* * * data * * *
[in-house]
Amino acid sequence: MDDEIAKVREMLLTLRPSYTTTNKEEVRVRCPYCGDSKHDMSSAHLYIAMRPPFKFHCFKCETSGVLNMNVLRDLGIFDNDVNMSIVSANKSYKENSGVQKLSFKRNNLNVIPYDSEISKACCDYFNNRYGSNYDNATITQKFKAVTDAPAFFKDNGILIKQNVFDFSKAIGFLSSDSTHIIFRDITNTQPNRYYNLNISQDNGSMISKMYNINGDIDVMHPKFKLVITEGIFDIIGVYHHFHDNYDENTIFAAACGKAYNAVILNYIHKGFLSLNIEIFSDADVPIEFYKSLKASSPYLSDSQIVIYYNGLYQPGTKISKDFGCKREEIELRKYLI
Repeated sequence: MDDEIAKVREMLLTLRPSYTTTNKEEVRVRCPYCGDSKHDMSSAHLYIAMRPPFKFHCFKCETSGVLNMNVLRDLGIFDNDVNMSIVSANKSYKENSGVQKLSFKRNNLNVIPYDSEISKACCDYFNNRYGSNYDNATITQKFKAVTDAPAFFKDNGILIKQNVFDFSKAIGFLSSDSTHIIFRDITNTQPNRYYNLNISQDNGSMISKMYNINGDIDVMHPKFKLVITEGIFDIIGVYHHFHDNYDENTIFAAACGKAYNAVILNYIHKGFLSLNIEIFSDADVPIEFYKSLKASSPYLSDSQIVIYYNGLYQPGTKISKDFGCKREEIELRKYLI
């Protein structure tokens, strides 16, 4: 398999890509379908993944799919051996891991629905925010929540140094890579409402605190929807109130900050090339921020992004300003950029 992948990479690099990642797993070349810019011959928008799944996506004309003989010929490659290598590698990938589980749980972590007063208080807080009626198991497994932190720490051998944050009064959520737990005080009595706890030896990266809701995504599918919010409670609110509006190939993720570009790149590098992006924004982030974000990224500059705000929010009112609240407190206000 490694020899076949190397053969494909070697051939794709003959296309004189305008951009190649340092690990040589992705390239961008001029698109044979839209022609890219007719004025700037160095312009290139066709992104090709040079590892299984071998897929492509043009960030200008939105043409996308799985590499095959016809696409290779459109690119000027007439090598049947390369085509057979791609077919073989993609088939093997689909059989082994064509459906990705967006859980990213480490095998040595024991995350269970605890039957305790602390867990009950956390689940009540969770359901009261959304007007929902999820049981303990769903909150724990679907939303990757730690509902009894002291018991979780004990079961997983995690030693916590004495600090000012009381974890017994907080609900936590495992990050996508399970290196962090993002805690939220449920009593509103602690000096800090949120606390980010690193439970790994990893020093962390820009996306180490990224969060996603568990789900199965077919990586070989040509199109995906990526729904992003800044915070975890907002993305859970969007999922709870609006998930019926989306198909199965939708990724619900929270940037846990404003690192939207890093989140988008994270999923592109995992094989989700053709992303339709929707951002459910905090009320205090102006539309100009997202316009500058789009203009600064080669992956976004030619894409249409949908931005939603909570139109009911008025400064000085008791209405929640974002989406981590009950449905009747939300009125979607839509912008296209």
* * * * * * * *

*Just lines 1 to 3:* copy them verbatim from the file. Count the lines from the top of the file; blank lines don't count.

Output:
[in-house]
Amino acid sequence: MDDEIAKVREMLLTLRPSYTTTNKEEVRVRCPYCGDSKHDMSSAHLYIAMRPPFKFHCFKCETSGVLNMNVLRDLGIFDNDVNMSIVSANKSYKENSGVQKLSFKRNNLNVIPYDSEISKACCDYFNNRYGSNYDNATITQKFKAVTDAPAFFKDNGILIKQNVFDFSKAIGFLSSDSTHIIFRDITNTQPNRYYNLNISQDNGSMISKMYNINGDIDVMHPKFKLVITEGIFDIIGVYHHFHDNYDENTIFAAACGKAYNAVILNYIHKGFLSLNIEIFSDADVPIEFYKSLKASSPYLSDSQIVIYYNGLYQPGTKISKDFGCKREEIELRKYLI
Repeated sequence: MDDEIAKVREMLLTLRPSYTTTNKEEVRVRCPYCGDSKHDMSSAHLYIAMRPPFKFHCFKCETSGVLNMNVLRDLGIFDNDVNMSIVSANKSYKENSGVQKLSFKRNNLNVIPYDSEISKACCDYFNNRYGSNYDNATITQKFKAVTDAPAFFKDNGILIKQNVFDFSKAIGFLSSDSTHIIFRDITNTQPNRYYNLNISQDNGSMISKMYNINGDIDVMHPKFKLVITEGIFDIIGVYHHFHDNYDENTIFAAACGKAYNAVILNYIHKGFLSLNIEIFSDADVPIEFYKSLKASSPYLSDSQIVIYYNGLYQPGTKISKDFGCKREEIELRKYLI